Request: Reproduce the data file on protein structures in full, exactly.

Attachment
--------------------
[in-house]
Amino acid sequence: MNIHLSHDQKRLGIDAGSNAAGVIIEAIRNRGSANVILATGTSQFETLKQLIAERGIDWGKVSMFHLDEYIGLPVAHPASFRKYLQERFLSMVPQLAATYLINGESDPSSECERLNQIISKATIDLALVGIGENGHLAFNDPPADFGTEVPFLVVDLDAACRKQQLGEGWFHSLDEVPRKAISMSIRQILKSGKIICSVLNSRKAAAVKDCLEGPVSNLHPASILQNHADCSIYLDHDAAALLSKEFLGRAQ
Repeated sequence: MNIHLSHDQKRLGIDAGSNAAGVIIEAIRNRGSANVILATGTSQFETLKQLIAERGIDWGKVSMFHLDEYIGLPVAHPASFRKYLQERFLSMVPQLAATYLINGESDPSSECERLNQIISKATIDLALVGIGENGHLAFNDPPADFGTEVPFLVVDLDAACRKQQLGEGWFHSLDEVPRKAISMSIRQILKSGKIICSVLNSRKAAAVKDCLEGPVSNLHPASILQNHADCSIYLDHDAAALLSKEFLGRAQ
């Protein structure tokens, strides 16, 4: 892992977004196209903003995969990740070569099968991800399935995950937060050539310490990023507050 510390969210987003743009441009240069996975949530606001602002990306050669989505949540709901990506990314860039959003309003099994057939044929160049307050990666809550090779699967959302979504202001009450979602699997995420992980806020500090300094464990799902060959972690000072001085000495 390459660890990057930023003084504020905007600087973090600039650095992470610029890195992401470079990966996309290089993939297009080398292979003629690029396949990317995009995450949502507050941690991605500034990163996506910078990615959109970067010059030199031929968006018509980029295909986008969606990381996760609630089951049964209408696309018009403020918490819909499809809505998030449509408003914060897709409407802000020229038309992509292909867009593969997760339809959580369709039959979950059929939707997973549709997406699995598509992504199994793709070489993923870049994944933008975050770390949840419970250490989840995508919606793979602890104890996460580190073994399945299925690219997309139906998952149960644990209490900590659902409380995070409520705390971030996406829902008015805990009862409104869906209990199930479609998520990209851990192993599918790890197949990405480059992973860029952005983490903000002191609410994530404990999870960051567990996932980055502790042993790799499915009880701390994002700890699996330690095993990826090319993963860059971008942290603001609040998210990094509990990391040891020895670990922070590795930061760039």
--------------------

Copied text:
[in-house]
Amino acid sequence: MNIHLSHDQKRLGIDAGSNAAGVIIEAIRNRGSANVILATGTSQFETLKQLIAERGIDWGKVSMFHLDEYIGLPVAHPASFRKYLQERFLSMVPQLAATYLINGESDPSSECERLNQIISKATIDLALVGIGENGHLAFNDPPADFGTEVPFLVVDLDAACRKQQLGEGWFHSLDEVPRKAISMSIRQILKSGKIICSVLNSRKAAAVKDCLEGPVSNLHPASILQNHADCSIYLDHDAAALLSKEFLGRAQ
Repeated sequence: MNIHLSHDQKRLGIDAGSNAAGVIIEAIRNRGSANVILATGTSQFETLKQLIAERGIDWGKVSMFHLDEYIGLPVAHPASFRKYLQERFLSMVPQLAATYLINGESDPSSECERLNQIISKATIDLALVGIGENGHLAFNDPPADFGTEVPFLVVDLDAACRKQQLGEGWFHSLDEVPRKAISMSIRQILKSGKIICSVLNSRKAAAVKDCLEGPVSNLHPASILQNHADCSIYLDHDAAALLSKEFLGRAQ
């Protein structure tokens, strides 16, 4: 892992977004196209903003995969990740070569099968991800399935995950937060050539310490990023507050 510390969210987003743009441009240069996975949530606001602002990306050669989505949540709901990506990314860039959003309003099994057939044929160049307050990666809550090779699967959302979504202001009450979602699997995420992980806020500090300094464990799902060959972690000072001085000495 390459660890990057930023003084504020905007600087973090600039650095992470610029890195992401470079990966996309290089993939297009080398292979003629690029396949990317995009995450949502507050941690991605500034990163996506910078990615959109970067010059030199031929968006018509980029295909986008969606990381996760609630089951049964209408696309018009403020918490819909499809809505998030449509408003914060897709409407802000020229038309992509292909867009593969997760339809959580369709039959979950059929939707997973549709997406699995598509992504199994793709070489993923870049994944933008975050770390949840419970250490989840995508919606793979602890104890996460580190073994399945299925690219997309139906998952149960644990209490900590659902409380995070409520705390971030996406829902008015805990009862409104869906209990199930479609998520990209851990192993599918790890197949990405480059992973860029952005983490903000002191609410994530404990999870960051567990996932980055502790042993790799499915009880701390994002700890699996330690095993990826090319993963860059971008942290603001609040998210990094509990990391040891020895670990922070590795930061760039």